Turkish FM set to launch tour over Syria
Davutoğlu will also have a chance to talk to the US Secretary of State John Kerry during the time spent in the United Kingdom. The dates to the next Geneva conference however remain unknown. AFP photoForeign Minister Ahmet Davutoğlu is set to begin a three day tour in Syria on Oct. 22 to deliberate the developments concerning Syria and its chemical weapons.
Following a deal under which Syria will turn over its chemical arsenal to be destroyed, the international community renewed its push for a Geneva II conference.
Davutoğu’s itinerary includes the United Kingdom, where he will attend the core group meeting, the Friends of the Syrian People, on Oct. 22, along with 10 other prominent Western and Arab countries, including the United States. The Turkish foreign minister will then head for Oman and Kuwait, two important Gulf countries, to exchange views about the developments in Syria on the sidelines of bilateral issues.
The meeting in London has a particular importance as the core group countries will find a chance to broadly evaluate the efforts to end the bloodshed in Syria and to lead a political transition. The meeting will also give an opportunity for the core group to come together with the Syrian opposition on the eve of the upcoming Geneva II meeting, which will probably take place in late November.
While the Syrian opposition is divided on attending the upcoming Geneva conference, the National Coalition, umbrella group of the opposition, said it would hold internal discussions next week, culminating a vote on whether or not to attend the gathering.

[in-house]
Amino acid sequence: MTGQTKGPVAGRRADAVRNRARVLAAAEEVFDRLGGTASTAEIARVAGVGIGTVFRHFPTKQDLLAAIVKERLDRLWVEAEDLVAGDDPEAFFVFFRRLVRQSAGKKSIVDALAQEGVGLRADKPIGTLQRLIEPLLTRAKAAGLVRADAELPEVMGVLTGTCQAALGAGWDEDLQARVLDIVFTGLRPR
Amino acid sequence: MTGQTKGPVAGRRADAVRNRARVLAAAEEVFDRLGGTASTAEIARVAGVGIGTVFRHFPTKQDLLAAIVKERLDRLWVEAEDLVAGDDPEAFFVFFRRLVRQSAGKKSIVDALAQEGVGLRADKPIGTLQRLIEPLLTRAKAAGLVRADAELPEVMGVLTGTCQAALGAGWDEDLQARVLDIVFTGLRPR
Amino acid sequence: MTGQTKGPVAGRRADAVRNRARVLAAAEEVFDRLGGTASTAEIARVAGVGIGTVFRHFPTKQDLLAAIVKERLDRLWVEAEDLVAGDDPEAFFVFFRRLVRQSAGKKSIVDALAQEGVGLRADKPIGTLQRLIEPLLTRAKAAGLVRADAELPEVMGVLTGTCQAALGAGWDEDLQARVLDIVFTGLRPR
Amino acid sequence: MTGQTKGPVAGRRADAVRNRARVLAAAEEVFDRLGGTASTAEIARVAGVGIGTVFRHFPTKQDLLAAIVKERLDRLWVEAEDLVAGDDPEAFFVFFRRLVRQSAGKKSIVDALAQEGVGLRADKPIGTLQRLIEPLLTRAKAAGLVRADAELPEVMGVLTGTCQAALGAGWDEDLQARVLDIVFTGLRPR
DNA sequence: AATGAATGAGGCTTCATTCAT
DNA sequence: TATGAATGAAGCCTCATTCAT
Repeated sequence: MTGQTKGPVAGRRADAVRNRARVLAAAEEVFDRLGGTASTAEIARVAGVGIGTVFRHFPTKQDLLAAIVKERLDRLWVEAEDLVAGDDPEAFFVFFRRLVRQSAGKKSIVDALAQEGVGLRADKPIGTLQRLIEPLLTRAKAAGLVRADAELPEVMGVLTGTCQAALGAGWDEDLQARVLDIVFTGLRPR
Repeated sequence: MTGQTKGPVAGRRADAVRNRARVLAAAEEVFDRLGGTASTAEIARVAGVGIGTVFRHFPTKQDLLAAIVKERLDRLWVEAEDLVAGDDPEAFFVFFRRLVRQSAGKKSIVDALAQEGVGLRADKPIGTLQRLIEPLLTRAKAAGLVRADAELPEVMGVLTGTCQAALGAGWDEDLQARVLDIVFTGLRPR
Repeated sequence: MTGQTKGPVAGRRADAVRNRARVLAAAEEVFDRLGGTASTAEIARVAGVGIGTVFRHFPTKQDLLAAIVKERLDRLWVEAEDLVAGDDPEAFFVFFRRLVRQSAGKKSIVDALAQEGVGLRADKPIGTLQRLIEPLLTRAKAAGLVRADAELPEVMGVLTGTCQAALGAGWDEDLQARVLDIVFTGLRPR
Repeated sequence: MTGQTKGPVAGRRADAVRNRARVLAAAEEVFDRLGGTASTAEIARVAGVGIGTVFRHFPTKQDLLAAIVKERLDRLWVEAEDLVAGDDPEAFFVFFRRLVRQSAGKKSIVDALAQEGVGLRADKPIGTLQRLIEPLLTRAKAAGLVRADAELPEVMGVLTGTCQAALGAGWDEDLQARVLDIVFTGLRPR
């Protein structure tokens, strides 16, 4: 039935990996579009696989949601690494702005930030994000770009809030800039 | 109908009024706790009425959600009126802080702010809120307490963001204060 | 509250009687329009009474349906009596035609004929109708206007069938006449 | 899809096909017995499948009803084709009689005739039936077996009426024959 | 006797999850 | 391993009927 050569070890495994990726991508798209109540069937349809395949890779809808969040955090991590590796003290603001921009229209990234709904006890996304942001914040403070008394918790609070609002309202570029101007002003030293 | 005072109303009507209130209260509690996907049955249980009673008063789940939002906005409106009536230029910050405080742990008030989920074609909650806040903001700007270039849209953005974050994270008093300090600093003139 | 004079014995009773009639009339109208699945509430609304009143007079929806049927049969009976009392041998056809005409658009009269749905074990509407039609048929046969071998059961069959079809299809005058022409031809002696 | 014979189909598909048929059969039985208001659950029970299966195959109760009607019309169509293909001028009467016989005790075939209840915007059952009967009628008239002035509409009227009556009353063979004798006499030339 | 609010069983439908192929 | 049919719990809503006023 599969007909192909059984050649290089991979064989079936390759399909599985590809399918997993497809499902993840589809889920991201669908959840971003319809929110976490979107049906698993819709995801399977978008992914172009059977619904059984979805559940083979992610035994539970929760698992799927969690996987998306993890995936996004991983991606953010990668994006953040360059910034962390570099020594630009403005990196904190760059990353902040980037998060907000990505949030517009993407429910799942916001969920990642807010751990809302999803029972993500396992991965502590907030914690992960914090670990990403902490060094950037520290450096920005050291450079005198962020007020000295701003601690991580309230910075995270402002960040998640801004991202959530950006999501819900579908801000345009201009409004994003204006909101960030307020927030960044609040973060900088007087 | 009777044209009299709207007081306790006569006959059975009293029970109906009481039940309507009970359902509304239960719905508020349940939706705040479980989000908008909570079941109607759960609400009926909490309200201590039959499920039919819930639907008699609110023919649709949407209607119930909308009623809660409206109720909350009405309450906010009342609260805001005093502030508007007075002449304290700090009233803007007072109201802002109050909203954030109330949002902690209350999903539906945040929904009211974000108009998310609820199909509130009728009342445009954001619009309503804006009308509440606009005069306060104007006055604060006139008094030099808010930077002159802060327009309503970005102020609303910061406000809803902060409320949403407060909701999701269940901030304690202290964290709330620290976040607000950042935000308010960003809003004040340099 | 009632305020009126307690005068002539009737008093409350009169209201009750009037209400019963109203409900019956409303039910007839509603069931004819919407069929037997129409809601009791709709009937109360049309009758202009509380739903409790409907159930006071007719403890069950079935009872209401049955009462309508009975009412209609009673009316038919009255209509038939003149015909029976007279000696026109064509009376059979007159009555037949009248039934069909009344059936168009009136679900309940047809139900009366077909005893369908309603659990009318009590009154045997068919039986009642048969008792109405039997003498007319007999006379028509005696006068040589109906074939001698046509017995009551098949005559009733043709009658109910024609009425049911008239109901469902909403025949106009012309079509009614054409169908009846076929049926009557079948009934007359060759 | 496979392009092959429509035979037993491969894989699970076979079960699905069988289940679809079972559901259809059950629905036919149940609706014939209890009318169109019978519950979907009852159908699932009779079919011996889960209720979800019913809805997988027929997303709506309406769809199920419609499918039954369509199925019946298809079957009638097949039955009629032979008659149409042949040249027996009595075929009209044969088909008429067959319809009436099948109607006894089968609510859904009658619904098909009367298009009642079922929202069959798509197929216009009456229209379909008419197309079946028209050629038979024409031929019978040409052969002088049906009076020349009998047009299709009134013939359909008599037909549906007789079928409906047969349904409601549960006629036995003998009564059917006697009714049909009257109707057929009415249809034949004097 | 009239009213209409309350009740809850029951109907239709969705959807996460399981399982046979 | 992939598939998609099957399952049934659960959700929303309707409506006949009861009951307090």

The Syrian opposition, earlier, said it will only negotiate if it is agreed from the start that Bashar al-Assad will be removed from power at the end of a transition period. However, the Syrian regime said President al-Assad’s removal from office will not be on the table at any talks.
Syrian Deputy Prime Minister Qadri Jamil said a proposed peace conference in Geneva could take place on Nov. 23-24. Jamil noted there was “no alternative” to the peace conference and the absence of parts of the Syrian opposition would not affect the timing or format.
“Today no aspect of the Syrian crisis can be solved without it,” he said in remarks translated from Arabic into Russian, adding the talks had to put an end to “foreign interference” in the conflict.
“This will lead to the launch of a political process and cessation of violence,” he added.
The dates were however soon dismissed by the Russian foreign ministry spokesman Alexander Lukashevich, who noted that it was not up to the Syrian regime to name a date for the talks.
“This is a matter for the UN Secretary General (Ban Ki-moon), under whose auspices this forum will be held. We will wait for his ... official announcement of these dates,” Lukashevic further added.
The London meeting will also create an opportunity for Davutoğlu to meet U.S. Secretary of State John Kerry who announced his participation in the meeting in a statement yesterday. Davutoğlu and Kerry exchanged phone calls this week to discuss recent developments in Syria and to coordinate the upcoming London meeting.